Nova Scotia

Halifax school board hires guards to help supervise students as classes resume

The Halifax Regional School Board says it has hired security guards for 15 schools due to concerns students arriving early wouldn't be supervised as teachers begin their work-to-rule job action.

'We want to make sure students are supervised when they arrive,' says school board

A security guard keeps an eye on students at Fairview Junior High School in Halifax while waiting for teachers to arrive.

As classrooms filled with students today following Monday's one-day closure, some schools in Halifax had an extra addition in their schoolyard — security guards. 

The Halifax Regional School Board said it has hired security guards for 15 schools due to concerns students arriving early wouldn't be supervised as teachers begin their work-to-rule job action.

Under the union's work-to-rule plan, teachers will show up at school 20 minutes before classes start and leave 20 minutes after the last class of the day.

Doug Hadley, a spokesman for the Halifax school board, said the guards were brought in to help supervise children arriving by bus before teachers. He said Stock Transportation, which handles busing, is working to change its schedules so students arrive later.

"In the meantime we want to make sure students are supervised when they arrive," said Hadley.

Contract dispute 

Tensions between the provincial government and the Nova Scotia Teachers Union have escalated over the last few days.

On Monday the province closed schools. Education Minister Karen Casey claimed it wasn't safe for children during work-to-rule and students wouldn't be supervised at lunch or when they arrived or departed school. The union has said it addressed those concerns last week. 

Education Minister Karen Casey announced Monday that students will be allowed back to school on Tuesday. (CBC)

The two sides are involved in a contract dispute that's dragged on for months.

The Liberals had planned to introduce a bill that would impose a contract on teachers, who have been without one for 18 months. Schools would have stayed closed until the bill was passed.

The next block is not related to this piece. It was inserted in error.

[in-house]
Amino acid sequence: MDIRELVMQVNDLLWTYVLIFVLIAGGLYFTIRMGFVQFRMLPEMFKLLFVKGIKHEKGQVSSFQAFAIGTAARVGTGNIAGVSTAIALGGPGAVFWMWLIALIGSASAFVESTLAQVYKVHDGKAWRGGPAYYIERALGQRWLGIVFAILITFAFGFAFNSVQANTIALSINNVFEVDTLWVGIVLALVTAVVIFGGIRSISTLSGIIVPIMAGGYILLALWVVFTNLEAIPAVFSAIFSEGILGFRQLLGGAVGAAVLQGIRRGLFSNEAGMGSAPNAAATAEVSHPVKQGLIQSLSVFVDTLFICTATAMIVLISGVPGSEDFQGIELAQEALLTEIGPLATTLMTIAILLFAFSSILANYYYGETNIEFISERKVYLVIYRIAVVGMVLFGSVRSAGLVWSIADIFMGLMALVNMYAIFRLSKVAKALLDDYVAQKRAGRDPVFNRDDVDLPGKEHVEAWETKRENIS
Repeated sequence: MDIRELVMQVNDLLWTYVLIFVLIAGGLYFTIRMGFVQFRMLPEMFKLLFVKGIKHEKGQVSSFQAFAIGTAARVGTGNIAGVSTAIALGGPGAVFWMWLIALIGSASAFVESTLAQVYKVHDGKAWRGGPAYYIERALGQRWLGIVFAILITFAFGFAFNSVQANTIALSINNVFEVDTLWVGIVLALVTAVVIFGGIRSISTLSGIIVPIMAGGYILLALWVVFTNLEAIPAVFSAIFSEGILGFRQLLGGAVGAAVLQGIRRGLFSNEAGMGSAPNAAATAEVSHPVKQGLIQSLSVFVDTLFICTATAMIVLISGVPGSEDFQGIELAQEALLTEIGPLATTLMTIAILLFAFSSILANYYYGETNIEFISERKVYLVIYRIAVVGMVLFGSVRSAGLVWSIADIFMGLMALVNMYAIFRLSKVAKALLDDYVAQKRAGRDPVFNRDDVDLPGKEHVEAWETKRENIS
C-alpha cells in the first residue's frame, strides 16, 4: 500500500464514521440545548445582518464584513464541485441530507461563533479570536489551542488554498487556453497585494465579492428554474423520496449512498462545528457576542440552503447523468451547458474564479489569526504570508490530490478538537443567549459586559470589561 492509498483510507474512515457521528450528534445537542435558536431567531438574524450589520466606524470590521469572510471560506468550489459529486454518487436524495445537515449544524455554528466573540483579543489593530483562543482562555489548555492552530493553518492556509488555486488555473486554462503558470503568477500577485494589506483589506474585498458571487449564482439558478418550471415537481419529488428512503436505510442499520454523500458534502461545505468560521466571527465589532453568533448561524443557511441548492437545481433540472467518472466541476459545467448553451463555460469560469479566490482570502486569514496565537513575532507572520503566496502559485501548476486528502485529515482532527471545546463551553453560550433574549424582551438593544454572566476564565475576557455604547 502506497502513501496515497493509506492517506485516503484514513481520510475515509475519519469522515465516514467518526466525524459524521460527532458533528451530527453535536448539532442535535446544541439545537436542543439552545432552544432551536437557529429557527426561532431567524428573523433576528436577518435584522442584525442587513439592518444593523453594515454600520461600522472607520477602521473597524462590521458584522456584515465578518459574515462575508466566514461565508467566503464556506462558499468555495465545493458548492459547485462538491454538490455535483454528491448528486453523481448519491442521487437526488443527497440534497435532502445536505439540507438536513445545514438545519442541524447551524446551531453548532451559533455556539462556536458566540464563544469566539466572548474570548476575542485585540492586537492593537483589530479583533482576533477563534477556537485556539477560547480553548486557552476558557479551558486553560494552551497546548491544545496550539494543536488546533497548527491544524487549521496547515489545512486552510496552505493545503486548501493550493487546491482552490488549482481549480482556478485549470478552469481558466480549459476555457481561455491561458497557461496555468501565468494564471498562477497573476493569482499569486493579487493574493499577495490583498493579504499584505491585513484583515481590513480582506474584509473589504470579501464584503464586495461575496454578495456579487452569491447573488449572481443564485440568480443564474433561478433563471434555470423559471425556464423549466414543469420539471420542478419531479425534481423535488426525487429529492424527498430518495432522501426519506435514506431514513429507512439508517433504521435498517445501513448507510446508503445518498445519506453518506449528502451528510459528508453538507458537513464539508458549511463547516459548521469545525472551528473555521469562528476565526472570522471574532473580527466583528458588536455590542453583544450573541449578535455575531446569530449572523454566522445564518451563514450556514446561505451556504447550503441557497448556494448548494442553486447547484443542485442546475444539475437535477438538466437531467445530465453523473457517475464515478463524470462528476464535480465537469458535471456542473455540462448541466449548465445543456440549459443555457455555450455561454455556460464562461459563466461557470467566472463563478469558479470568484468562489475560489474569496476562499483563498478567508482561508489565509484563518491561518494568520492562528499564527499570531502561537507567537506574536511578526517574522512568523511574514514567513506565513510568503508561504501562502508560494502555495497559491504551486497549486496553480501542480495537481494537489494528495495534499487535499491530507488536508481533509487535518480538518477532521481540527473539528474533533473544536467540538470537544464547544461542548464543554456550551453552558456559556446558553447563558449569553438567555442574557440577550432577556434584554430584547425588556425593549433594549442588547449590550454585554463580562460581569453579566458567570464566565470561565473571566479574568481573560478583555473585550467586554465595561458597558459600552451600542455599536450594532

On Monday afternoon, Casey announced the government would not table the bill and it remains unclear if that will happen. She also said schools would reopen.

Students happy to be back

Despite all the uncertainty, students at Fairview Junior High were glad to back in class this morning.

"Honestly, it feels pretty good because yesterday I wasn't able to hang out with my friends," said Grade 8 student Maggie Redden. "This is pretty much where I have a social life."

Grade 8 student Maggie Reddan says she's happy to be back to school because it's where she has a social life. (Paul Palmeter/CBC)

Under work-to-rule, the Nova Scotia Teachers Union has said its members will do only what's required under their collective agreement. That means no extras such extracurricular activities will be allowed.

'There's got to be a resolution for this for everyone' 

"I'm relieved and I don't know what happened yesterday but I hope it's something that everyone can live with," said Nancy McQuade, a parent who was dropping off two kids at the school. 

Mark Cooper has two children in school. (Paul Palmeter/CBC)

Mark Cooper was another parent dropping off a pair of children.

"We support the teachers," said Cooper. "There's got to be a resolution for this for everyone involved. It's a little inconvenient coming a bit later." 

Protests were held around the province yesterday as some students put their support firmly behind their teachers. They're hoping there won't be a need for another day of protests.

"I enjoy school actually, I enjoy learning, hanging out with my friends at lunch," said Redden. "It felt weird not having that day."


Paul Palmeter is an award-winning video journalist born and raised in the Annapolis Valley. He has covered news and sports stories across the province for 30 years.